By Marty Denzer
Catholic Key Reporter
KANSAS CITY — Allison Keegan would be a magnet in a crowd — with her reddish hair and infectious smile, people would be drawn to her. But that’s not her style. Keegan is drawn to people, to serve them, to teach them and to talk about her faith.
The new diocesan director of Young Adult Ministry plans to continue reaching out to other young people and “be an instrument to help foster their relationship with God.” Keegan started her new job Sept. 6, taking over from Carrie Kafka, who had served as the ministry’s director since 2005. For the 26-year-old Keegan, this is the “amazing dream job” she has wanted for a long time.
Keegan was born and raised in a strong Catholic tradition in Pittsburg, Kan., attending St. Mary’s grade school and St. Mary’s Colgan High School, both affiliated with Our Lady of Lourdes Parish. Her father started the first Perpetual Adoration chapel in Frontenac, Kan., in the early 1990s, and she remembered going with him, occasionally in the middle of the night. Wrapped in a blanket, the little girl would try to pray and stay awake, not always successfully.
“I learned about the Blessed Sacrament at an early age,” she said. “I get my love of reading and the desire to understand and know the Magisterium of the Catholic church from my dad and those nights in the chapel.”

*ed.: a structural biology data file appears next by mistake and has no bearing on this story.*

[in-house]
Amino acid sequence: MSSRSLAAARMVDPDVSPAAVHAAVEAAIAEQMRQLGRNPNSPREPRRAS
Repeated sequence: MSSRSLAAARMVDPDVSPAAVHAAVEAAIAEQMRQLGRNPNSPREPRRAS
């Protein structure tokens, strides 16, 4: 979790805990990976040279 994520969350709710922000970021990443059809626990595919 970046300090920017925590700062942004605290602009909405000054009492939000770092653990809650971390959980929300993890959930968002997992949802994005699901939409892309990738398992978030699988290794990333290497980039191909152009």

Her parents had a lot of influence on Allison, the youngest of four, and the only girl. “My dad always told me that God will take the good out of whatever happens in life,” Keegan said, “which has helped me through all the times in my life. And my mother is a wonderful model of femininity. My parents are amazing!”
Keegan followed her brothers through high school and chose to attend Pittsburg State University, deciding to major in education. She participated regularly in activities at the Newman Center and in 2005, was elected and served as president of the Catholic campus organization. “I can say I helped to change what was mostly a social group into a spiritually-oriented service organization,” she said.